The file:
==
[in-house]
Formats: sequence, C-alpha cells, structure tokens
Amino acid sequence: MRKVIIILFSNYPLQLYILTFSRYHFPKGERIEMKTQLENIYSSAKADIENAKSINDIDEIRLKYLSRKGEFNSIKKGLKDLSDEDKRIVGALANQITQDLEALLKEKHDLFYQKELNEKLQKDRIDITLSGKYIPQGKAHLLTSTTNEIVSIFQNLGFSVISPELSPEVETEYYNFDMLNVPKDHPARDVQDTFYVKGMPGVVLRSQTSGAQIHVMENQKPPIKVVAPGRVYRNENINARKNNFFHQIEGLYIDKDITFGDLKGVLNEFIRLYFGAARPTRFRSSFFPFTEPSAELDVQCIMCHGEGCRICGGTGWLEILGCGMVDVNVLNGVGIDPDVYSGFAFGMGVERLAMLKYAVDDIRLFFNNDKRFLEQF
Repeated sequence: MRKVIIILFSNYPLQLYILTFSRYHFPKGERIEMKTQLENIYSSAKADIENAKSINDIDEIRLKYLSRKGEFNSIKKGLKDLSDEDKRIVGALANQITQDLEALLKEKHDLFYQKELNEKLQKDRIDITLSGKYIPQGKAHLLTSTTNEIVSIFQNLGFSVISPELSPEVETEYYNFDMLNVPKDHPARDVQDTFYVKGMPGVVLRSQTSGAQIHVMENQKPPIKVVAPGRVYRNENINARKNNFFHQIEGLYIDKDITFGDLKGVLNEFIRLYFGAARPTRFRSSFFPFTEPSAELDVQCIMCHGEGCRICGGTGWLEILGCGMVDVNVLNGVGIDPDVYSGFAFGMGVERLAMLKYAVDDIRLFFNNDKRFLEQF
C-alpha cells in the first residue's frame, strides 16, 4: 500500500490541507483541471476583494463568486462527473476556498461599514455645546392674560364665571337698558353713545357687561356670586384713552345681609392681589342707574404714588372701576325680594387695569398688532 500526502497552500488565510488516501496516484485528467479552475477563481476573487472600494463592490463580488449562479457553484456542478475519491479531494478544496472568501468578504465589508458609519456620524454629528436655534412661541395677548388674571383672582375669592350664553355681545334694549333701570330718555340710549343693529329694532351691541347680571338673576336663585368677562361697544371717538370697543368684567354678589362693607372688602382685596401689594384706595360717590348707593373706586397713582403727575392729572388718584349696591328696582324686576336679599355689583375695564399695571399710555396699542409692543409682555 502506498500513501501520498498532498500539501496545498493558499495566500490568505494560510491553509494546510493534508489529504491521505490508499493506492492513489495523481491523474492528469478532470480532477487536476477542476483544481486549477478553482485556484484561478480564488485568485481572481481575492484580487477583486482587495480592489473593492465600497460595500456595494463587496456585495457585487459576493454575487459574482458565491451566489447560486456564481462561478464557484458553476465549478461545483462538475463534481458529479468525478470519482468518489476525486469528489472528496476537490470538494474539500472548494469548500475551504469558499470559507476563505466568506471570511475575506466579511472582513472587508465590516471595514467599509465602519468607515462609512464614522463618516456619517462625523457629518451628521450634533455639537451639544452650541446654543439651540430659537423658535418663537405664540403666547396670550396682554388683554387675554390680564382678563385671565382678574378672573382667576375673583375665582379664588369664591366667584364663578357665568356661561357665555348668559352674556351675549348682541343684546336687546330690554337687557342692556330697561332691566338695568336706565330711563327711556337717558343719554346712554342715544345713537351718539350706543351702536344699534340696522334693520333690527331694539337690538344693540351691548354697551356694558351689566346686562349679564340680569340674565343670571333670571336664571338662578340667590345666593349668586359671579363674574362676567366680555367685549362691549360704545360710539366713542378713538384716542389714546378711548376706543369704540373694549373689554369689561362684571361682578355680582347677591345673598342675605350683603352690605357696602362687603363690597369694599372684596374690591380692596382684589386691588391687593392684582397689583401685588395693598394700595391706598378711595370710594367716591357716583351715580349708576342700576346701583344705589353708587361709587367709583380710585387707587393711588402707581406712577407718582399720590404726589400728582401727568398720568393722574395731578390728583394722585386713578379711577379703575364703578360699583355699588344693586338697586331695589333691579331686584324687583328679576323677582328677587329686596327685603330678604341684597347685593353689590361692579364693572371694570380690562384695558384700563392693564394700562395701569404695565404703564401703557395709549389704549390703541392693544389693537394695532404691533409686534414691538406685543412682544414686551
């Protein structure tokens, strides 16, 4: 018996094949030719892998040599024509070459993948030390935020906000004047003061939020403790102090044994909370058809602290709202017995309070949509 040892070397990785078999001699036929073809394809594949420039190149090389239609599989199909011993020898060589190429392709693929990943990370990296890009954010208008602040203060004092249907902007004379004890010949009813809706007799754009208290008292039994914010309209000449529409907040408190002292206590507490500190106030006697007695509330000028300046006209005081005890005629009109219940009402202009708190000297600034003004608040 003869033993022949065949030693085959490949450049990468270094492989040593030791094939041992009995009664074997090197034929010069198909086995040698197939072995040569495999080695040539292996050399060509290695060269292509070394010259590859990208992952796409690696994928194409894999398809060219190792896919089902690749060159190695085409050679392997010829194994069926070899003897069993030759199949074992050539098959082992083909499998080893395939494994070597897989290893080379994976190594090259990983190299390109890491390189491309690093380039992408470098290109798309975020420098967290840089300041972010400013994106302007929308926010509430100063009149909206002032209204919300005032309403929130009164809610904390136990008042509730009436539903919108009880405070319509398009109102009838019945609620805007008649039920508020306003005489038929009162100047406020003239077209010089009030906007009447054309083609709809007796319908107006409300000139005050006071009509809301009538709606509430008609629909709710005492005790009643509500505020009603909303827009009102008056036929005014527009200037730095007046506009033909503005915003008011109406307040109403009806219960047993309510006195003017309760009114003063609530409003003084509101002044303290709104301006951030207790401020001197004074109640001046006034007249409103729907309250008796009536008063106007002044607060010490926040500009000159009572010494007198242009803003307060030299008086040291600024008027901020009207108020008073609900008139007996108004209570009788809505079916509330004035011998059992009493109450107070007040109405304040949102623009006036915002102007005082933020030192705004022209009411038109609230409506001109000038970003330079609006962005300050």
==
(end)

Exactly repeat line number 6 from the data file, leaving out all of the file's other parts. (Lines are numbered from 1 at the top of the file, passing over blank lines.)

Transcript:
């Protein structure tokens, strides 16, 4: 018996094949030719892998040599024509070459993948030390935020906000004047003061939020403790102090044994909370058809602290709202017995309070949509 040892070397990785078999001699036929073809394809594949420039190149090389239609599989199909011993020898060589190429392709693929990943990370990296890009954010208008602040203060004092249907902007004379004890010949009813809706007799754009208290008292039994914010309209000449529409907040408190002292206590507490500190106030006697007695509330000028300046006209005081005890005629009109219940009402202009708190000297600034003004608040 003869033993022949065949030693085959490949450049990468270094492989040593030791094939041992009995009664074997090197034929010069198909086995040698197939072995040569495999080695040539292996050399060509290695060269292509070394010259590859990208992952796409690696994928194409894999398809060219190792896919089902690749060159190695085409050679392997010829194994069926070899003897069993030759199949074992050539098959082992083909499998080893395939494994070597897989290893080379994976190594090259990983190299390109890491390189491309690093380039992408470098290109798309975020420098967290840089300041972010400013994106302007929308926010509430100063009149909206002032209204919300005032309403929130009164809610904390136990008042509730009436539903919108009880405070319509398009109102009838019945609620805007008649039920508020306003005489038929009162100047406020003239077209010089009030906007009447054309083609709809007796319908107006409300000139005050006071009509809301009538709606509430008609629909709710005492005790009643509500505020009603909303827009009102008056036929005014527009200037730095007046506009033909503005915003008011109406307040109403009806219960047993309510006195003017309760009114003063609530409003003084509101002044303290709104301006951030207790401020001197004074109640001046006034007249409103729907309250008796009536008063106007002044607060010490926040500009000159009572010494007198242009803003307060030299008086040291600024008027901020009207108020008073609900008139007996108004209570009788809505079916509330004035011998059992009493109450107070007040109405304040949102623009006036915002102007005082933020030192705004022209009411038109609230409506001109000038970003330079609006962005300050």